Millenials Are a Bunch of Entitled Trustafarians With Enabling Parents, Says Cranky Coot of a Survey

Illustration for article titled Millenials Are a Bunch of Entitled Trustafarians With Enabling Parents, Says Cranky Coot of a Survey

Navigating the world of young adulthood is plenty difficult without media coverage that routinely characterizes your entire generation as a bunch of snot-nosed jerks with wildly unrealistic expectations of what the world owes them. But, here we are — yet another survey has concluded that "Generation I" has a poopy entitled attitude and doting parents who cater to their every whim. God, young people with their entire lives ahead of them, making their first big time mistakes in an unforgiving world are just the worst!


The survey was conducted by job search site Adecco USA and it concluded that young people (college graduates in their early 20's) of today are worse than ever. They expect too much from their jobs! They're naive about getting a job in their chosen field! They're big babies about having to pay for things themselves! And when things don't go their way, they just run to mommy and daddy for help, and mommy and daddy happily write checks. Get a load of these jerkstores, everyone.

Except it seems that "Generation 'I'" doesn't nearly fit the selfish jerk mold into which the survey desperately tries to cram them. For example, the press release emphasizes the fact that 1/3 of employed recent grads only expect to stay in their job for 3 years or less, like that's a testament to the fact that they're a generation bereft of commitment. But what self-respecting 22-year-old believes they're going to be at their first job for 10 years? Expecting to move on after a few years isn't flighty; it's realistic, especially in a job market that's about as stable as a meditation session led by Courtney Love via Twitter. And the survey also cites the fact that 1 in 10 say they'd leave a job they hated after a year as evidence that they're a bunch of selfish prigs. But if you have the financial means to quit your job and find something that better suits your interests, staying in a job you hated for a long time would be stupid and unnecessarily self-flagellating. Further, scoffs the survey results, two thirds of Generation Fuck Everyone Who Isn't Me would hesitate to take a job that didn't allow personal phone calls, checking of personal email, or other personal socialization. No one wants to work in a Draconian office where the official work policy is No Fun Allowed, Ever.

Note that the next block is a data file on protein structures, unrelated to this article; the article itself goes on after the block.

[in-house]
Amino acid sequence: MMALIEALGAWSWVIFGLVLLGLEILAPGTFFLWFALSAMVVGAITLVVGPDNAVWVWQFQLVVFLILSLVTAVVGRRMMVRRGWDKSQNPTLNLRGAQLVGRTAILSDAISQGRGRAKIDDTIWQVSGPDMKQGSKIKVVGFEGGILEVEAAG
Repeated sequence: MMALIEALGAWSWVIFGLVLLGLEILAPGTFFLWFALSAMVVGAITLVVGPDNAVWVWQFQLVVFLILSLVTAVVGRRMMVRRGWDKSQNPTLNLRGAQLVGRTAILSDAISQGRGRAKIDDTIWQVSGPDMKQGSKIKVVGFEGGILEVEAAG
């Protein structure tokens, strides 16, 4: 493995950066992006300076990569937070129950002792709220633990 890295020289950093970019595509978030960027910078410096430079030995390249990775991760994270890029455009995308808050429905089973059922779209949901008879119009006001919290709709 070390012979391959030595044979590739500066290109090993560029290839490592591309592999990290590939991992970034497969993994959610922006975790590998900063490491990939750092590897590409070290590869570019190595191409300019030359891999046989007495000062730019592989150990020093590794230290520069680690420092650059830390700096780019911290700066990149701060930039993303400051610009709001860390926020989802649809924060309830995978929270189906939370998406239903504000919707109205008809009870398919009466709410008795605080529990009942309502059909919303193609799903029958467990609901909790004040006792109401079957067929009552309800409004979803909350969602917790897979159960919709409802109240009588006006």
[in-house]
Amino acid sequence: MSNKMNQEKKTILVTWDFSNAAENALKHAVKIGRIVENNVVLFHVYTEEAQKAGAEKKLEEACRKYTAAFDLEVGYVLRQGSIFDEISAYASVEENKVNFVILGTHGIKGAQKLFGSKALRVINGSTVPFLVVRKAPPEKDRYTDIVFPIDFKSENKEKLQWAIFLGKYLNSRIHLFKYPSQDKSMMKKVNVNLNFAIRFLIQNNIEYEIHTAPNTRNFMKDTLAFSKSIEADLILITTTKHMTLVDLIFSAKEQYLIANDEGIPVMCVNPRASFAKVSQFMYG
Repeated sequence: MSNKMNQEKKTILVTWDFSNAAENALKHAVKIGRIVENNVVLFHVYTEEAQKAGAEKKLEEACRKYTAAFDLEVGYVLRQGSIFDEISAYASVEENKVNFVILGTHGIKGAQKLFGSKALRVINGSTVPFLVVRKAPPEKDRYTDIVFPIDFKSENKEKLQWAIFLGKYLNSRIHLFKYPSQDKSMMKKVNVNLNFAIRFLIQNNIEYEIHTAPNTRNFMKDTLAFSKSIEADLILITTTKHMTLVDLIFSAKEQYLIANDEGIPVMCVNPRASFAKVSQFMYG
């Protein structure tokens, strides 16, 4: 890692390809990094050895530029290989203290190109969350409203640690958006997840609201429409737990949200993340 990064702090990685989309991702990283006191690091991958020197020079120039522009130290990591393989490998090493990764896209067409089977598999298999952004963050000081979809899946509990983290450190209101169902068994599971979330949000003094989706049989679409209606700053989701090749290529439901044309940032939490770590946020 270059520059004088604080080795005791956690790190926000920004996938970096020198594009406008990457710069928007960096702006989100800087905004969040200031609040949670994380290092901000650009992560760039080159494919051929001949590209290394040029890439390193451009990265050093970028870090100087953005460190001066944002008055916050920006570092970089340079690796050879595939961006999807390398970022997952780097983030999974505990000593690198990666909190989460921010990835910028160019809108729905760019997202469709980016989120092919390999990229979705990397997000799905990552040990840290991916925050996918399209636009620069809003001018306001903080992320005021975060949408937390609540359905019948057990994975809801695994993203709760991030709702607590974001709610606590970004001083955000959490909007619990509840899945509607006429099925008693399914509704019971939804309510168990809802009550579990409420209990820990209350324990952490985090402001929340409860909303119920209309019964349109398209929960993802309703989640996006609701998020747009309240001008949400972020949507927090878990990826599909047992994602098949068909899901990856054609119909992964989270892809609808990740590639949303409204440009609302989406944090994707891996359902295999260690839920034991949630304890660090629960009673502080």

But the cherry atop the The Kids Are All Jerks sundae is the statistics that point to an increased dependance on parents. According to the survey results, a third of youths of today got their job with parental involvement that ranged from their parent helping them find job listings online to writing post interview Thank You notes (young men are helped out by their parents with slightly greater frequency than women). And this is somehow indicative of rampant coddling.

I'm a hair too old to have this survey apply to me; the young folks included were college graduates between 22 and 26. But it's not fair to say that youthful selfishness, wide-eyed optimism regarding the openness of the world before them, and childlike entitlement are exclusive to "Generation I," or that Generation I even exists. Young people can be real shitheads, but that's not a special characteristic of the group of young adults currently getting screwed in every orifice by terrible economic circumstances; it's something that comes with the territory of youth. Early twentysomethings will be crushed by reality soon enough, regardless of what slightly insulting moniker we give them.

[Adecco USA]



So my real problem with the our parents generation is that they cared more for the quality of their own lives than for the lives of their children. If you look at our grandparents generation, they sacrificed so their children could have better lives. They didn't strive to have the largest house, or the most money, they strove to live comfortably and be able to raise a family comfortably. Yes there were exceptions, but overall they strove to make things better [unions, ect] and protect things to come for their children. Our parents generation simply didn't do this. They got things they wanted for themselves instead and just assumed that they would be able to pay for it and fix it later, or just because they didn't think of it at all.

I think this is why a lot of my generation is bitter. I think the 20-somethings now have a larger perspective of how we affect the world and it seems as if our parents generation don't want to understand it or just doesn't care. Ugh, I just wish we would all start voting so we can actually change something.